The latest Crowfall Q&A video changes tack about halfway through. For the first half, lead designer Thomas Blair and executive producer Gordon Walton helpfully discuss various player questions like how the team is preparing for the next major release and why they haven’t shown up frequently at conventions. But then the video becomes a journey into a side of development we all know about but rarely see – the process of hunting down and fixing bugs in the game.
Picking out specific bugs shows the full interface and the testing process, starting with the reported bug of Roasted Bloodworm causing 12 damage instead of healing it. If you think that fixing it is as simple as changing a plus or minus sign somewhere… no, first it requires hunting down why it has the problem in the first place, looking at all of the components, and so forth. You can see it for yourself in the video just below. (Fair warning, it’s lengthy.)
Final Fantasy XIV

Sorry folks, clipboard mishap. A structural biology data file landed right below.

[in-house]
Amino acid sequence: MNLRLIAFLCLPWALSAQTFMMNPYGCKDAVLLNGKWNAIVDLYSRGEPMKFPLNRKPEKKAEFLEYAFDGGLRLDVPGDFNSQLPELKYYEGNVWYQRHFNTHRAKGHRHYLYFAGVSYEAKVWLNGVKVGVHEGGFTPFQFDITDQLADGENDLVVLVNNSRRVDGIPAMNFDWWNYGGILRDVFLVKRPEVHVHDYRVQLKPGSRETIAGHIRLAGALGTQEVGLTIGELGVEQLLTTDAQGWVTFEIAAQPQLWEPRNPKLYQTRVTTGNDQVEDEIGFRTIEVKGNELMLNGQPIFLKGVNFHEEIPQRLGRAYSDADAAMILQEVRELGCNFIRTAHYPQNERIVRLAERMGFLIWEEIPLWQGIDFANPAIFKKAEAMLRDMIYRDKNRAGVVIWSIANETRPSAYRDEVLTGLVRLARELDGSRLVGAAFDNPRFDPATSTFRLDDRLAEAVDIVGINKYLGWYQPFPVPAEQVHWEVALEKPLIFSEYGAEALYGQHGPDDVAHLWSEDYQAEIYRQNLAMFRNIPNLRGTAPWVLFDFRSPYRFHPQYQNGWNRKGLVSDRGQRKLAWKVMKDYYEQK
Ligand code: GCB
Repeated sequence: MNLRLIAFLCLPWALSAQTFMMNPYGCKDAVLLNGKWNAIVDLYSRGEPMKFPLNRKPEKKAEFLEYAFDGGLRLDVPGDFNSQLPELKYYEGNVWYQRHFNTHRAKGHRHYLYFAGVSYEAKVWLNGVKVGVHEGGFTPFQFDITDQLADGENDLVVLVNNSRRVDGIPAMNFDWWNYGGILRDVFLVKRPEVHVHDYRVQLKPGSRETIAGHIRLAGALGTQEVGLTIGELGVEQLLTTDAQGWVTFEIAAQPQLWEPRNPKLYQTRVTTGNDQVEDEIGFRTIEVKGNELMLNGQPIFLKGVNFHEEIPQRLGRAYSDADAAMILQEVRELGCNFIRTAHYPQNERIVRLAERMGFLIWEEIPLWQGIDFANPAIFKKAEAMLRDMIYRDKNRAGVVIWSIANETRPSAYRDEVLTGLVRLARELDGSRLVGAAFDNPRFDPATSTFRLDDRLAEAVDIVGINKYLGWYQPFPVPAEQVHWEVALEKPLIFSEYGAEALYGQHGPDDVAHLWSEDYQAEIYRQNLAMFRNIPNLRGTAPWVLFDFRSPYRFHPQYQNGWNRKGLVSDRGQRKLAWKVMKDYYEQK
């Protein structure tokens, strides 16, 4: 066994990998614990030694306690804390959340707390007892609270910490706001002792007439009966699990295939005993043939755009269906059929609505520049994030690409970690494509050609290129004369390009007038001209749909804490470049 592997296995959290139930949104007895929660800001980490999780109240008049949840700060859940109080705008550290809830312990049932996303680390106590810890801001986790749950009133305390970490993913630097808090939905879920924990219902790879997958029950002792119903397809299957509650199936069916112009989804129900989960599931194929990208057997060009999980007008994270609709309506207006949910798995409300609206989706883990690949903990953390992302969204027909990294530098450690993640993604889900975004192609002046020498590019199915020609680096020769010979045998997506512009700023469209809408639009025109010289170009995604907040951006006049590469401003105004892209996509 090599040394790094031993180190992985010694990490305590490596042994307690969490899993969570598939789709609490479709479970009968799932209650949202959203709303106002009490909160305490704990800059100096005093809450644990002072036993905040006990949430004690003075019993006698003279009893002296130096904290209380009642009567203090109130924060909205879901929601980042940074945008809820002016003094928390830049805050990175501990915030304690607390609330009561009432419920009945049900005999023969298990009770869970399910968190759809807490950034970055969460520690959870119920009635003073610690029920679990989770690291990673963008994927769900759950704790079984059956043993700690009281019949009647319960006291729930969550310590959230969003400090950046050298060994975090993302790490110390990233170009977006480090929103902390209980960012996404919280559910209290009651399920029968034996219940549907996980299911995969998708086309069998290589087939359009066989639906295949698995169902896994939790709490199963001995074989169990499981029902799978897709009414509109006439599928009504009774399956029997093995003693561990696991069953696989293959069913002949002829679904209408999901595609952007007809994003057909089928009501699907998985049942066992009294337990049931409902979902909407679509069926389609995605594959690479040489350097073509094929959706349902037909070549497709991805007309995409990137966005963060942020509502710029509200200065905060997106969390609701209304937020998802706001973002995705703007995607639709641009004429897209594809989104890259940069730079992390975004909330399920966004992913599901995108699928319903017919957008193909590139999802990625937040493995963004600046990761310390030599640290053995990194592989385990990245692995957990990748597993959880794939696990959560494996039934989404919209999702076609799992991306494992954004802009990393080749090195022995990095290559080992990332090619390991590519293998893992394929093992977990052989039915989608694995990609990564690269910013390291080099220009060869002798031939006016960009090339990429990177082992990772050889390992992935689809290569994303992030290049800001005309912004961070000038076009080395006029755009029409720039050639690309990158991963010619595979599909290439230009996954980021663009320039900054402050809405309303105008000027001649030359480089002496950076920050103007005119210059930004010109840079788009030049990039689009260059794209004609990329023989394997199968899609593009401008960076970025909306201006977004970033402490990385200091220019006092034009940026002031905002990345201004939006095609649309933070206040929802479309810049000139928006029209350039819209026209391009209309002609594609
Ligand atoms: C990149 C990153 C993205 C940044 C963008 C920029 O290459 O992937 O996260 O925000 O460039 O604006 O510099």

is a very pretty game. Even if you don’t play it, you can see that a lot of care has been taken in making the game’s environments and landscapes look distinct. The most recent installment of the game’s ongoing developer videos looks at the visual design work that went into making Heavensward
, especially with the added vertical element to every single map.
In the game’s initial rerelease, environments had to be visually appealing and distinct from the ground, but Heavensward introduced flight and allows a third dimension of travel. That has major implications for how maps were designed. But why take our word for it when you could just jump down below and have it shown to you in the video?
What is it like to be the community manager of an MMO that was infamously called the worst PlayStation 4 game ever? That’s the question of the day for Emma S., the community manager of Wander.
Emma shares how she got involved with the Wander project as a volunteer and worked her way up to CM and social media guru. She describes jumping into the role at launch “beyond stressful” and “insane,” feelings complicated by a massively buggy and unstable release.
“Never underestimate the tremendous wrath of an immeasurable horde of irate gamers,” she recalls. “Within half an hour of launch, Facebook and Twitter had exploded with incredibly nasty comments. Though they were horrible, they were also honest. I hit the ground running. I read and answered every single post and comment as it came though. My stomach sank further with each passing notification. I felt was like I was being punched from the inside with every new comment.”